The battle whether they should unionize took center stage.
The battle over whether daycare providers and personal care assistants (PCAs) who receive state funding should be allowed to unionize took center stage in a Hartford courtroom Thursday.
Some daycare providers and PCAs have filed several lawsuits against Gov. Dannel Malloy over the issue. The state is now trying to get those lawsuits dismissed. Both sides made their arguments during a two hour hearing in Hartford Superior Court.
In September 2011, Malloy signed two executive orders which paved the way for state-funded daycare providers and PCAs to unionize, even though state lawmakers had rejected legislation that would have given those groups collective bargaining rights.
Cathy Ludlum, a disabled Manchester resident, is among the plaintiffs who claim the governor exceeded his authority in authorizing those executive orders.
Ludlum has lived on her own for the past 20 years with the help of about eight part-time PCAs every week. Now that the assistants are unionizing, Ludlum fears she won't be able to afford their care with the money she gets from the state and will instead end up in a nursing home.
"If I'm forced into a nursing home all of my personal care attendants are going to lose their jobs. How is that helping them? How is that helping me?" said Ludlum.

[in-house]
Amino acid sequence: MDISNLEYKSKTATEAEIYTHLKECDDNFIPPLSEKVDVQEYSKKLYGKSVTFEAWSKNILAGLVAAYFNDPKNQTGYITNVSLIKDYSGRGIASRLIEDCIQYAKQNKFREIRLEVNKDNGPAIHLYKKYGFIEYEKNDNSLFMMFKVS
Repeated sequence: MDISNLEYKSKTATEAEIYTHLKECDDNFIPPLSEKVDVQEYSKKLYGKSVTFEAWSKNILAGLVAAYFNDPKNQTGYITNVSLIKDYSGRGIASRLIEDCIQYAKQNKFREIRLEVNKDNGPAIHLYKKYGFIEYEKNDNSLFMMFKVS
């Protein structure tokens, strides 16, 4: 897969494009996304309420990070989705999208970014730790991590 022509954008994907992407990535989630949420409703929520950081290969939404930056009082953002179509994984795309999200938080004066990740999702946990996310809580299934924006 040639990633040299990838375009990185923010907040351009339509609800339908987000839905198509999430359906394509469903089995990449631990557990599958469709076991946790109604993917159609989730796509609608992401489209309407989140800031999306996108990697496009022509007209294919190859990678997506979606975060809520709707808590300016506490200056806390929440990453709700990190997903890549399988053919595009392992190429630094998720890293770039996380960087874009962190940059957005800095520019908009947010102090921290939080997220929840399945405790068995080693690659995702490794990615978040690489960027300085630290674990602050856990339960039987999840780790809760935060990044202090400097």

The Attorney General's office is representing the state in the lawsuits. During the hearing, state attorneys pointed out the legislature later put those executive orders into law.
They also questioned why the lawsuits weren't filed until after the executive orders were almost entirely fulfilled, questioned whether the plaintiffs even have legal standing to file the lawsuits, and questioned whether state law gives Malloy sovereign immunity against such lawsuits.
Ludlum's attorney, Joe Summa, described Malloy's actions as "an illegal scheme to funnel money to the S.E.I.U."
Andrew McDonald, the Governor's chief legal counsel, attended the hearing.
"The legislature adopted that framework and implemented legislation allowing for these rights for these individuals. That process is a democratic process," said McDonald.
Only about 20-percent of potential members voted to unionize, according to attorneys for the plaintiffs.
"I didn't have a ballot. I didn't know the ballots had gone out. There wasn't a lot of publicity about this," said Maria Nelson, who runs a home day care in Southington and is one of the plaintiffs.
After the hearing, the judge gave no indication of how long it will take for him to issue a ruling.